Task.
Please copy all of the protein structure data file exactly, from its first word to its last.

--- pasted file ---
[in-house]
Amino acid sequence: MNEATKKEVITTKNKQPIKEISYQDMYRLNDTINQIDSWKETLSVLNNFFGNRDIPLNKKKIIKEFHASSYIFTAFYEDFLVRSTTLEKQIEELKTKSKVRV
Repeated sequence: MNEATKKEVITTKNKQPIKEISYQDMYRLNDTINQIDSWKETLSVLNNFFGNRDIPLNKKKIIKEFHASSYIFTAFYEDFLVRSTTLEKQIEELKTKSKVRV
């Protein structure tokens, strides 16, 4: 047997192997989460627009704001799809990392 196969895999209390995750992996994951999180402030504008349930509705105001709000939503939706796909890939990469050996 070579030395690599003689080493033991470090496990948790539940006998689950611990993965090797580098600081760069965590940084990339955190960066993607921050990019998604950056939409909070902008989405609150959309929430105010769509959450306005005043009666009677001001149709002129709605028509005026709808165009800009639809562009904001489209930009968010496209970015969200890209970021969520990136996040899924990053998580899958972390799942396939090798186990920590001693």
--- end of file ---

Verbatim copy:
[in-house]
Amino acid sequence: MNEATKKEVITTKNKQPIKEISYQDMYRLNDTINQIDSWKETLSVLNNFFGNRDIPLNKKKIIKEFHASSYIFTAFYEDFLVRSTTLEKQIEELKTKSKVRV
Repeated sequence: MNEATKKEVITTKNKQPIKEISYQDMYRLNDTINQIDSWKETLSVLNNFFGNRDIPLNKKKIIKEFHASSYIFTAFYEDFLVRSTTLEKQIEELKTKSKVRV
């Protein structure tokens, strides 16, 4: 047997192997989460627009704001799809990392 196969895999209390995750992996994951999180402030504008349930509705105001709000939503939706796909890939990469050996 070579030395690599003689080493033991470090496990948790539940006998689950611990993965090797580098600081760069965590940084990339955190960066993607921050990019998604950056939409909070902008989405609150959309929430105010769509959450306005005043009666009677001001149709002129709605028509005026709808165009800009639809562009904001489209930009968010496209970015969200890209970021969520990136996040899924990053998580899958972390799942396939090798186990920590001693």